Why not share your own practice? The call for submissions is also open.
Proposals are encouraged from everyone involved in learning and teaching at all Newcastle University campuses – students, academic staff, professional services staff, technicians and external collaborators.
There are full details about how to submit, formats, themes and criteria on the conference website.
The deadline for submissions is 10 January 2020.
Spread the word
Tell you colleagues about the conference and how to register – all are welcome.
Are they doing some interesting work that deserves to be known more widely, and just need some encouragement? This is their chance, why not suggest they submit a proposal.
Newcastle University Technology Enhanced Learning Advocates (NUTELA) are passionate about promoting technology in teaching and supporting colleagues to explore technology enhanced learning. In recognition of some of the fantastic work that is delivered by colleagues across the University the NUTELA Learning and Teaching Conference Award was introduced in 2018.
The award is open to anyone who is selected to be part of the Learning and Teaching Conference programme who is effectively using technology in their teaching. All eligible abstracts are judged by members of the NUTELA Steering Group and should include:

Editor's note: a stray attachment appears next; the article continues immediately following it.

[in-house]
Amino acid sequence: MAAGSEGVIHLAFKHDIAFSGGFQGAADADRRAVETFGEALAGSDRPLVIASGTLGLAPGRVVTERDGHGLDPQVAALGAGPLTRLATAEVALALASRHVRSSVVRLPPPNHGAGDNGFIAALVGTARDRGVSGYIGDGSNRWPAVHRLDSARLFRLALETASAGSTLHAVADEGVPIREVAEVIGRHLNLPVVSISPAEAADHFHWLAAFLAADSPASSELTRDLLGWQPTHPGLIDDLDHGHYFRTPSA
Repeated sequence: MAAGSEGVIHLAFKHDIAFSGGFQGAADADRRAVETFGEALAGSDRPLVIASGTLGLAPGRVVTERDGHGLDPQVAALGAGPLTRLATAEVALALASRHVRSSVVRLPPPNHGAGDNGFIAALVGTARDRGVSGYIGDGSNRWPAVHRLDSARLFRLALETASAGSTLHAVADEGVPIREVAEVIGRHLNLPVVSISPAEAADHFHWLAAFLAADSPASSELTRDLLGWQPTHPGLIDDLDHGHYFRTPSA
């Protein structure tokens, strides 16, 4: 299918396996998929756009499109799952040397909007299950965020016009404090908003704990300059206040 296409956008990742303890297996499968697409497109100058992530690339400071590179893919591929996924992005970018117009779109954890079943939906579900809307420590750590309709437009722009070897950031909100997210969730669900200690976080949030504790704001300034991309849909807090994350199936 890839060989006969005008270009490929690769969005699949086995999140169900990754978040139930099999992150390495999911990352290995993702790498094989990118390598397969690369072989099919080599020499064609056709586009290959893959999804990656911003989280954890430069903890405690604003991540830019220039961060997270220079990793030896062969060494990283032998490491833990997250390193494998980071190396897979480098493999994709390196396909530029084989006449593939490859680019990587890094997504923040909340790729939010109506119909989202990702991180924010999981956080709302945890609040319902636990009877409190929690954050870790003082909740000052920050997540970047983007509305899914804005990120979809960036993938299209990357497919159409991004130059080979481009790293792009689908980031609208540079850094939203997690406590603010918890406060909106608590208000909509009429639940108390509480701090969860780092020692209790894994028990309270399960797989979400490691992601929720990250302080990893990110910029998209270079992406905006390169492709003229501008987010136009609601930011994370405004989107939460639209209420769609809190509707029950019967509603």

• Elements of technology enhanced learning
• Innovative teaching and learning practice
• Student engagement in teaching and learning
• Practice which can be transferable to other disciplines or areas of study.
The top three abstracts are awarded up to £150 to further the work of their projects or disseminate their findings.
2019 Learning and Teaching Conference NUTELA award winners
1st Prize: Dr Alesssio Ianetti, Teaching Fellow, School of Pharmacy Who wants to be a millionaire: A game for the Pharmacy curriculum
2nd prize: Dr Emma Cockburn, Lecturer, School of Biomedical, Nutritional and Sports Sciences Fusing team-based flipped learning and animations
3rd prize: Dr Chris Graham, Director of E-Learning, School of Mathematics, Statistics and Physics Building flexible and accessible web-based course material
Dr Alessio Ianetti shares more about his project and how he used his award in this blog post.
If you are interested in finding out more about the learning and teaching conference visit the conference website. Registration and the call for submissions will open on the 1st October 2019.
The Advance HE National Teaching Fellowship scheme is a prestigious, national competition where nominees submit a reflective account of their approach as an educator, hoping to be one of the 55 NTF’s created annually. The University is delighted to announce that all three of the institution’s nominees have been awarded National Teaching Fellowship.
Dr Lindsey Ferrie, School of Biomedical Sciences
Dr Lee Fawcett, School of Mathematics, Statistics and Physics
By Graeme Redshaw-Boxwell, Learning Enhancement and Technology Team Manager
Following on from a University wide consultation undertaken at the start of the academic year, LTDS have further developed the Learning and Teaching Development programme for 2019/20.
From September 2019 the Learning and Teaching Development programme will move to a combination of both face to face and online support.
This new holistic offer will include pathways through the programme which can support:
Staff new to Newcastle University:
o Looking for how they can get started with Newcastle University supported teaching, learning and assessment tools, techniques and pedagogies with a set of Learning and Teaching Essentials online, face to face workshops and webinars.